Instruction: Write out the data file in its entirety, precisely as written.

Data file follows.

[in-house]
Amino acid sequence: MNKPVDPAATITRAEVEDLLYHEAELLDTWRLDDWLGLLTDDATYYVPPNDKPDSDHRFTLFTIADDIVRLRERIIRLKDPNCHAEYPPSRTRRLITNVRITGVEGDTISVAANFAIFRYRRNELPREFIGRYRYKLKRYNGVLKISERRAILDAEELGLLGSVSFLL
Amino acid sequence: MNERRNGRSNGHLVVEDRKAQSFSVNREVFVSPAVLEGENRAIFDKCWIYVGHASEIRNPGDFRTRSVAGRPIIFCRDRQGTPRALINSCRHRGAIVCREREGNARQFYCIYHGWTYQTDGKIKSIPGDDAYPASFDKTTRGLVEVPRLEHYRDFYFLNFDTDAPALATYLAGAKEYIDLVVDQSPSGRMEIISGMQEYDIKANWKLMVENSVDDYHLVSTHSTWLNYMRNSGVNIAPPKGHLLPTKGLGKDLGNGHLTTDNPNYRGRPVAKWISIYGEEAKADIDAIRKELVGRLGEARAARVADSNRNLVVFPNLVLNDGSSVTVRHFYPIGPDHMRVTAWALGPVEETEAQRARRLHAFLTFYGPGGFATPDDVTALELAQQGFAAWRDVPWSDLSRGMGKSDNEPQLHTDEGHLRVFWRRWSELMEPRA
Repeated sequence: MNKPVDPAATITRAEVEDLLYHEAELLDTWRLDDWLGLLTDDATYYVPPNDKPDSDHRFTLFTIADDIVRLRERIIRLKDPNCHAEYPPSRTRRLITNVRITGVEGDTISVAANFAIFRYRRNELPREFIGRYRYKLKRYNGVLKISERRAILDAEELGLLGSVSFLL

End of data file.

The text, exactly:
[in-house]
Amino acid sequence: MNKPVDPAATITRAEVEDLLYHEAELLDTWRLDDWLGLLTDDATYYVPPNDKPDSDHRFTLFTIADDIVRLRERIIRLKDPNCHAEYPPSRTRRLITNVRITGVEGDTISVAANFAIFRYRRNELPREFIGRYRYKLKRYNGVLKISERRAILDAEELGLLGSVSFLL
Amino acid sequence: MNERRNGRSNGHLVVEDRKAQSFSVNREVFVSPAVLEGENRAIFDKCWIYVGHASEIRNPGDFRTRSVAGRPIIFCRDRQGTPRALINSCRHRGAIVCREREGNARQFYCIYHGWTYQTDGKIKSIPGDDAYPASFDKTTRGLVEVPRLEHYRDFYFLNFDTDAPALATYLAGAKEYIDLVVDQSPSGRMEIISGMQEYDIKANWKLMVENSVDDYHLVSTHSTWLNYMRNSGVNIAPPKGHLLPTKGLGKDLGNGHLTTDNPNYRGRPVAKWISIYGEEAKADIDAIRKELVGRLGEARAARVADSNRNLVVFPNLVLNDGSSVTVRHFYPIGPDHMRVTAWALGPVEETEAQRARRLHAFLTFYGPGGFATPDDVTALELAQQGFAAWRDVPWSDLSRGMGKSDNEPQLHTDEGHLRVFWRRWSELMEPRA
Repeated sequence: MNKPVDPAATITRAEVEDLLYHEAELLDTWRLDDWLGLLTDDATYYVPPNDKPDSDHRFTLFTIADDIVRLRERIIRLKDPNCHAEYPPSRTRRLITNVRITGVEGDTISVAANFAIFRYRRNELPREFIGRYRYKLKRYNGVLKISERRAILDAEELGLLGSVSFLL